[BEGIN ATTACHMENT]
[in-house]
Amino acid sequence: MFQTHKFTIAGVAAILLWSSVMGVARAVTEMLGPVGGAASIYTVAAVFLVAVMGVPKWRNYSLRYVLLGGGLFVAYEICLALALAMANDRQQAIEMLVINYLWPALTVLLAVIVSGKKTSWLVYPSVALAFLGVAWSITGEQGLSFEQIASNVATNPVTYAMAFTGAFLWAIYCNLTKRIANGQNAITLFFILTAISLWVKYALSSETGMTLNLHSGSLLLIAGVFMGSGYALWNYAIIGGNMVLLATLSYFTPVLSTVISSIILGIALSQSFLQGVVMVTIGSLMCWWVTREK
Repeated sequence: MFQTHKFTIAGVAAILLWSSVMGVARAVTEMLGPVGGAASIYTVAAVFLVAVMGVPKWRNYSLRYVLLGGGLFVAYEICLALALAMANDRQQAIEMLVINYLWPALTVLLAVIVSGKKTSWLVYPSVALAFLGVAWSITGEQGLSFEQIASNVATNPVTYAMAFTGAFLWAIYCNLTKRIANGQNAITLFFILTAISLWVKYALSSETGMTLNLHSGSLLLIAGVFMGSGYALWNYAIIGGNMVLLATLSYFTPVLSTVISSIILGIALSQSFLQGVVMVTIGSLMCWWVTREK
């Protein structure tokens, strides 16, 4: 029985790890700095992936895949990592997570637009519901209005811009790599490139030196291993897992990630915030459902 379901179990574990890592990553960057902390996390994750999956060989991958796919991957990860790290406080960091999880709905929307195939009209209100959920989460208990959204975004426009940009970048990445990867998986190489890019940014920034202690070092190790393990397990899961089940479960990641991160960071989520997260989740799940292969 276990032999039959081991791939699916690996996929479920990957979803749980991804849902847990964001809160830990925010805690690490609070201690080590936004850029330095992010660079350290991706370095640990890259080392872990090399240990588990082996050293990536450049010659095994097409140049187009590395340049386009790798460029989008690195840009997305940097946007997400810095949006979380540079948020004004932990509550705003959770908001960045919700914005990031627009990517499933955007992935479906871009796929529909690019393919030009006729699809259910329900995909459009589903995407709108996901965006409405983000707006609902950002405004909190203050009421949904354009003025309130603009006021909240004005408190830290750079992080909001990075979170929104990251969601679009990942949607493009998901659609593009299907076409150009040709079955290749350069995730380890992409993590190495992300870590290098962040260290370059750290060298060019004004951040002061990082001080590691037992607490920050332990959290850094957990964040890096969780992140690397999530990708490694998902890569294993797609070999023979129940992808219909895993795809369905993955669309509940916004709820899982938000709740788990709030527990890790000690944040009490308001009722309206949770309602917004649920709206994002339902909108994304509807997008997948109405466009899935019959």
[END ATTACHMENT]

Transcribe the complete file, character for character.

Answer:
[in-house]
Amino acid sequence: MFQTHKFTIAGVAAILLWSSVMGVARAVTEMLGPVGGAASIYTVAAVFLVAVMGVPKWRNYSLRYVLLGGGLFVAYEICLALALAMANDRQQAIEMLVINYLWPALTVLLAVIVSGKKTSWLVYPSVALAFLGVAWSITGEQGLSFEQIASNVATNPVTYAMAFTGAFLWAIYCNLTKRIANGQNAITLFFILTAISLWVKYALSSETGMTLNLHSGSLLLIAGVFMGSGYALWNYAIIGGNMVLLATLSYFTPVLSTVISSIILGIALSQSFLQGVVMVTIGSLMCWWVTREK
Repeated sequence: MFQTHKFTIAGVAAILLWSSVMGVARAVTEMLGPVGGAASIYTVAAVFLVAVMGVPKWRNYSLRYVLLGGGLFVAYEICLALALAMANDRQQAIEMLVINYLWPALTVLLAVIVSGKKTSWLVYPSVALAFLGVAWSITGEQGLSFEQIASNVATNPVTYAMAFTGAFLWAIYCNLTKRIANGQNAITLFFILTAISLWVKYALSSETGMTLNLHSGSLLLIAGVFMGSGYALWNYAIIGGNMVLLATLSYFTPVLSTVISSIILGIALSQSFLQGVVMVTIGSLMCWWVTREK
């Protein structure tokens, strides 16, 4: 029985790890700095992936895949990592997570637009519901209005811009790599490139030196291993897992990630915030459902 379901179990574990890592990553960057902390996390994750999956060989991958796919991957990860790290406080960091999880709905929307195939009209209100959920989460208990959204975004426009940009970048990445990867998986190489890019940014920034202690070092190790393990397990899961089940479960990641991160960071989520997260989740799940292969 276990032999039959081991791939699916690996996929479920990957979803749980991804849902847990964001809160830990925010805690690490609070201690080590936004850029330095992010660079350290991706370095640990890259080392872990090399240990588990082996050293990536450049010659095994097409140049187009590395340049386009790798460029989008690195840009997305940097946007997400810095949006979380540079948020004004932990509550705003959770908001960045919700914005990031627009990517499933955007992935479906871009796929529909690019393919030009006729699809259910329900995909459009589903995407709108996901965006409405983000707006609902950002405004909190203050009421949904354009003025309130603009006021909240004005408190830290750079992080909001990075979170929104990251969601679009990942949607493009998901659609593009299907076409150009040709079955290749350069995730380890992409993590190495992300870590290098962040260290370059750290060298060019004004951040002061990082001080590691037992607490920050332990959290850094957990964040890096969780992140690397999530990708490694998902890569294993797609070999023979129940992808219909895993795809369905993955669309509940916004709820899982938000709740788990709030527990890790000690944040009490308001009722309206949770309602917004649920709206994002339902909108994304509807997008997948109405466009899935019959």